Angel's parents await his arrival from Brazil anxiously. He returns looking older and thinner from his journey to Brazil. He reads Tess' letters, immediately writing to her mother, Joan, to see if she is well and living at home. Joan's curt, short letter tells him she is not at home and Joan does not know Tess' whereabouts. Further, Angel finds that Tess had not visited his parents nor had she asked for any money in his absence. Angel makes plans to leave at once to find Tess when he reads the letter from Marian and Izz.
Angel first goes to Flintcomb-Ash and Marlott to locate Tess. Instead, he finds John's grave and pays the sexton, or churchyard caretaker, for the balance owed on John's tombstone. He finds that the family is in Kingsbere and sets out for the Durbeyfield house. There, he finds Joan and asks her about Tess only to find she is now living in the fashionable seaside resort of Sandbourne.
Angel treks to Sandbourne, arriving late at night, too late to find any information. The next morning, Angel finds Tess at an inn called The Herons, from information provided by a mailman. He goes to the inn and asks for Tess, where she is now known as Teresa d'Urberville. Tess has been living with Alec, and the pair has traveled to the resort for relaxation. Angel sees Tess, only to be told that she cannot go with him, that Alec has won her. Repeatedly, Tess tells Angel, "It is too late." She sends Angel away, urging him not to return, as she now belongs to Alec. Angel leaves the inn, wandering the streets aimlessly.
Tess returns to her room to confront Alec. The innkeeper, Mrs. Brooks, watches the d'Urbervilles through a keyhole and from her office below their room. Tess realizes Alec's deception, blaming him for lying to her about Angel's future return so that he could once more have her. In her fury, Tess stabs Alec through the heart with a carving knife. She leaves the inn immediately to find Angel. In the interim, news of the murder moves quickly through the resort.
Joan's letter to Angel gives a hint that all is not well with Tess. The letter is short and terse, informing Angel that Joan has no idea where Tess has gone. He hurries to Flintcomb-Ash, Marlott, and Kingsbere to look for Tess. Joan recognizes Angel and is somewhat reticent to tell him all that she knows about Tess. Perhaps with the family's recent troubles in Marlott, she is keenly aware that the neighbors may judge her as harshly as did the people of Marlott. Angel asks, "Do you think Tess would wish me to try and find her?" Joan replies, "I don't think she would." Angel feels that Tess would want to see him again, even under these circumstances. Joan's remark that she cannot understand her daughter is especially telling, "That's very likely, sir; for I have never really known her." One cannot but help to see Tess as a mystery, too. Hardy's point is that even though we know people all of our lives, we oftentimes really do not "know" a person, no matter how hard we try. It is also a mother's exasperated response about how a daughter can grow up before her eyes and still be foreign to her.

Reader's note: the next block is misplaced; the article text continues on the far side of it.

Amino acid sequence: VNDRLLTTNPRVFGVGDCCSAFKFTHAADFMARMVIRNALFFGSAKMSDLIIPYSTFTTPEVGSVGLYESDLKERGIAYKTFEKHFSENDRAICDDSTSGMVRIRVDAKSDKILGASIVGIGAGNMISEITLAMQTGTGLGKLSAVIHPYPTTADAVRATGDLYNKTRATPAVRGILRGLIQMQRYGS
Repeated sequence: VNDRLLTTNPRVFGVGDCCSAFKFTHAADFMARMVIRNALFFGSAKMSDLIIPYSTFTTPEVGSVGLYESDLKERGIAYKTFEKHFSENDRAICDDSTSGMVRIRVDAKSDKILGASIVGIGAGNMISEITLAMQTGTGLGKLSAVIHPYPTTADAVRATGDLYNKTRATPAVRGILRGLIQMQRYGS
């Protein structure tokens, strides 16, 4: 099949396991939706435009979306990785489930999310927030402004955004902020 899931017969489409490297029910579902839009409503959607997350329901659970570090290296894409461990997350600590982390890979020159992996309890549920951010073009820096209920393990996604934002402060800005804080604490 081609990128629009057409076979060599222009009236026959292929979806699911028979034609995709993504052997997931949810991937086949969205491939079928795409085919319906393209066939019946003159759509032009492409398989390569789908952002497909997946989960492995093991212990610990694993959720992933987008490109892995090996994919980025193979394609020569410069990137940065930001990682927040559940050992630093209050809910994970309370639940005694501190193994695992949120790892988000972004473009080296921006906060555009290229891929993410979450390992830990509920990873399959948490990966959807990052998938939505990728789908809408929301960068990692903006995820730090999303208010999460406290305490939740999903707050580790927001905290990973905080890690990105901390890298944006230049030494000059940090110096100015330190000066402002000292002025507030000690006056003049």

The scene at The Herons in Sandbourne between Tess and Angel is plausible because she is now living with Alec and has forsaken her husband. The outcome of the conversation between Tess and Angel is expected. However, the events in Chapter 56 are extraordinary and not expected. Tess kills her "master" with a carving knife to get away from him and to rid herself of the person who turned her life upside down. She rages when she discovers Alec's deception and manipulation of her.
When the deed is done, like a Greek tragedy, the action is off-stage. The only hint of Alec's murder is his blood staining the ceiling of the room below his — "The oblong white ceiling, with this scarlet blot in the midst, had the appearance of a gigantic ace of hearts." Tess' choice of stabbing Alec in the heart is noteworthy because the heart is the seat of emotion, and stabbing him in the heart kills the emotional side of their relationship; thus Tess has no "emotional strings" attached to Alec any longer. She is truly free from his influence, but at a tremendous price.
Crivelli's dead Christus probably the Pietà by the fifteenth-century Italian painter, Carlo Crivelli (c. 1430-1495), in the National Gallery in London.
"which alters when it alteration finds" from Shakespeare's Sonnet 116.
Faustina wife of Roman Emperor and philosopher Marcus Aurelius, she was reputed to be unfaithful.
Cornelia wife of Scipio Africanus the Younger (second cen. B.C.), who devoted herself to raising her twelve children and refused offers of marriage after she was widowed (Enc. Britannica, 7:167).
Lucretia or Lucrece, wife of Collantius, known for her virtue, who killed herself after being raped by Lucius Tarquinius.
Phryne Athenian courtesan who was the model and lover of Praxiteles, the sculptor.
"one deserving to be stoned" from John 8:3-11, instead of encouraging stoning, Jesus forgives a woman brought to him as an adulteress by the Scribes and Pharisees.
"wife of Uriah" Bathsheba, whom King David committed adultery with and then married after sending Uriah to his death on battle, from 2 Samuel 11.
"tale told by an idiot" from Macbeth 5.5.26-27.
"How are the mighty fallen" from 2 Samuel 1:19.
"prophet's gourd" from Jonah 4:5-10, a gourd springs up overnight to give shade to Jonah.
Ixionian wheel in Greek mythology, Ixion's eternal punishment was to be bound to a revolving wheel of fire.